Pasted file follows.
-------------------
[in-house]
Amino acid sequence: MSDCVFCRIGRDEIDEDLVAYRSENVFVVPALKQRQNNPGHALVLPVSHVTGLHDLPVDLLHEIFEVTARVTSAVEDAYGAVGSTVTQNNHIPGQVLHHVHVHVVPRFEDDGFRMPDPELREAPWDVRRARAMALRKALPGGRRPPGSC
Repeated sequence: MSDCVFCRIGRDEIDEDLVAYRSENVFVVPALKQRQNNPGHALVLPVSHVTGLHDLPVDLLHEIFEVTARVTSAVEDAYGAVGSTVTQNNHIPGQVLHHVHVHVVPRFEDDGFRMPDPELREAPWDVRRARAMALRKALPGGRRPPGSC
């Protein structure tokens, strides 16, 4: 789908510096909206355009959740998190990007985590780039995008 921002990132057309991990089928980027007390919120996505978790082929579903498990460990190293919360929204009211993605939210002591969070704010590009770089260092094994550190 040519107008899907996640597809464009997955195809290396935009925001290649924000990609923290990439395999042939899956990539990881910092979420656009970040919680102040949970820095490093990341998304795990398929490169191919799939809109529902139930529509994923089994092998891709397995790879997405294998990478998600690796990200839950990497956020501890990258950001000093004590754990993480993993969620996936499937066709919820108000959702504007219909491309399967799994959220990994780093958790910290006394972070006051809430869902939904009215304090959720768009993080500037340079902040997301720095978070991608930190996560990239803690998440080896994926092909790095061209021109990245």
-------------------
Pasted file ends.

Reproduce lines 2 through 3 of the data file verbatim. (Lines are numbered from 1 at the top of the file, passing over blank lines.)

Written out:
Amino acid sequence: MSDCVFCRIGRDEIDEDLVAYRSENVFVVPALKQRQNNPGHALVLPVSHVTGLHDLPVDLLHEIFEVTARVTSAVEDAYGAVGSTVTQNNHIPGQVLHHVHVHVVPRFEDDGFRMPDPELREAPWDVRRARAMALRKALPGGRRPPGSC
Repeated sequence: MSDCVFCRIGRDEIDEDLVAYRSENVFVVPALKQRQNNPGHALVLPVSHVTGLHDLPVDLLHEIFEVTARVTSAVEDAYGAVGSTVTQNNHIPGQVLHHVHVHVVPRFEDDGFRMPDPELREAPWDVRRARAMALRKALPGGRRPPGSC